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Jarhead: A Marine's Chronicle of the Gulf War and Other Battles
     

Jarhead: A Marine's Chronicle of the Gulf War and Other Battles

3.8 99
by Anthony Swofford
 

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Anthony Swofford's Jarhead is the first Gulf War memoir by a frontline infantry marine, and it is a searing, unforgettable narrative.
When the marines -- or "jarheads," as they call themselves -- were sent in 1990 to Saudi Arabia to fight the Iraqis, Swofford was there, with a hundred-pound pack on his shoulders and a sniper's rifle in his hands. It was

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Jarhead: A Marine's Chronicle of the Gulf War and Other Battles 3.8 out of 5 based on 0 ratings. 98 reviews.
JohnnyG71 More than 1 year ago
The most unnerving war book I ever read was E.B. Sledge's With the Old Breed, about World War II assaults on Plelieu and Okinawa. I thought no auithor to that point had yet told a tale so vibrantly, so bluntly, so openly. Then I read Jarhead. Different time, different war, for sure, but the author proves that the hellish things that warriors see in combat areas never change. Swofford's narrative also reminds one of Kurt Vonnegut's Slaughterhouse Five. His temporally disjointed memories hop from childhood to civilian life to active duty and back again, showing that the experiences that form a man's life are amazingly interrelated. Swofford is no recruiting poster Marine, and according to his story, that man may not exist anyway. If he did, he would probably never be able to handle what is to be found on the battlefields U.S. Marines are called upon to visit.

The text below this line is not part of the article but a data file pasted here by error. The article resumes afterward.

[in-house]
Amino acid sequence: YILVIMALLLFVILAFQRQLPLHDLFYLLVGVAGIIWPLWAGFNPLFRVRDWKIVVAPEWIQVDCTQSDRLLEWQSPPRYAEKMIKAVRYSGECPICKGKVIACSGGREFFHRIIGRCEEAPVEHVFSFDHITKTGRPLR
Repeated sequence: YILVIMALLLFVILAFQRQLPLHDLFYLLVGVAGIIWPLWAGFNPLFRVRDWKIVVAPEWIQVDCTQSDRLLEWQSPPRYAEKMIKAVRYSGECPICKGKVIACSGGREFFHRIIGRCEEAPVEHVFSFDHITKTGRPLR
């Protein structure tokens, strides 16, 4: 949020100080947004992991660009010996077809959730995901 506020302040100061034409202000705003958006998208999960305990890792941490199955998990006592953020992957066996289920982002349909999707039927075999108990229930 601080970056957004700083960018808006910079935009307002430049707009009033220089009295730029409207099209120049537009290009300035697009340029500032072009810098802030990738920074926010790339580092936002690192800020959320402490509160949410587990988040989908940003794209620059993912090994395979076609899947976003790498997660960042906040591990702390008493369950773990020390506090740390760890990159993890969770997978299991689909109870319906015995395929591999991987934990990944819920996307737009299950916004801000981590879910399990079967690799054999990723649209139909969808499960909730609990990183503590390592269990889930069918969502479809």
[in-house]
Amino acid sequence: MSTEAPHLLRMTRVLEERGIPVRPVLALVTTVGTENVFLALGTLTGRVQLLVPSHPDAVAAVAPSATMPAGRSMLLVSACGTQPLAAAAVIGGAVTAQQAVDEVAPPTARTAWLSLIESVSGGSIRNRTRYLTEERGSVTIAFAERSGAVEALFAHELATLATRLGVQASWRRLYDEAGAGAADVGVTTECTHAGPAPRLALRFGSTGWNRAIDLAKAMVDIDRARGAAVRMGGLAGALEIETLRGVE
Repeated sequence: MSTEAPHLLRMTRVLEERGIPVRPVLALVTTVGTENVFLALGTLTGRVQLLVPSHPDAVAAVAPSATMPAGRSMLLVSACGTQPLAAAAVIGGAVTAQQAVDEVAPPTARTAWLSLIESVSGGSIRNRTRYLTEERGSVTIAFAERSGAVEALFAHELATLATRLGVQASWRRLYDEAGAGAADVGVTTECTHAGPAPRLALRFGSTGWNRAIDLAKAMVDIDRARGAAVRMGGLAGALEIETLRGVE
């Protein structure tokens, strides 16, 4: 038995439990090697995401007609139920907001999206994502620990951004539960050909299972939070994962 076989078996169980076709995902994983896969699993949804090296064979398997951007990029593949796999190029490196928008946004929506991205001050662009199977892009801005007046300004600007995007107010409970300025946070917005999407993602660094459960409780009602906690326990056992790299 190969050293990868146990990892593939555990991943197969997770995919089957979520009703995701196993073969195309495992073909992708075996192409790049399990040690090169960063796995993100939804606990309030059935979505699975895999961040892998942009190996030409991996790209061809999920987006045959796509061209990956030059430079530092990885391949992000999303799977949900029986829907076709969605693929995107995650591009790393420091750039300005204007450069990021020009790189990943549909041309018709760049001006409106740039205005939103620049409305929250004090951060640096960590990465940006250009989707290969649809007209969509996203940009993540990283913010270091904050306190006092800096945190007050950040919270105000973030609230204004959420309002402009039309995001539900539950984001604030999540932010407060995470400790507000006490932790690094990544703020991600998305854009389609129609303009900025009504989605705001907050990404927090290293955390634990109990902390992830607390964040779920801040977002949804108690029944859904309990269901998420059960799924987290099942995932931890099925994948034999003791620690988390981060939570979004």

Guest More than 1 year ago
Anthony Swofford¿s war was much different than what many picture when the word war comes to mind. There was no combat, and no killing, only a platoon of soldiers stuck in the desert preventing death from boredom. Swofford¿s platoon witnessed some of the most troublesome parts of war, the war at home. At one particular point, he illustrates that its all coming to an end and that he wishes it would but his band of brothers prevents this from happening. What this book is really about is the unity between men in service. Its really a great read and is not hard to understand. The one part that the reader may not understand is that this is really what war is like. The media only shows what parts of war is, the bad parts, the killing and sacrifice. Finally a book written from a soldiers point of view to show what war really is. It grips you within the first few pages and never lets go throughout the story. Swofford does a great job of illustrating every detail throughout the story, even his fantasies of what he wishes would happen. Certain times he describes events which are funny, and others that make you depressed. All in all I have to say this is one of the best novels I have read.
Anonymous More than 1 year ago
I recently read another marine book set in the Vietnam era, Semper-Fi-do-or-die and there are too many similarities in these two books. I have a love/hate relationship with both books, so much so its eery. Many readers I'm sure question the validity as do i of both books but, iregardless, they are both books that you can't seem to put down once you've start reading.
Anonymous More than 1 year ago
Dear nicole Sorry i havent been on for a while. I have been busy. How are you? A lot of stuff has gone on over here since we last talked. The taliban has gradually downsized since we have been here. A buddy of mine has passed while in a firefight on 3-14-13. That was probably the worst one ive been in. I heard that there was a terrorist attack in boston yesterday. I hope all of the people that got hurt are OK. I hate terrorists. Thats part if the reason i came here. I sure could use some starbucks! I will try and check back everyday. The jarhead, Allen
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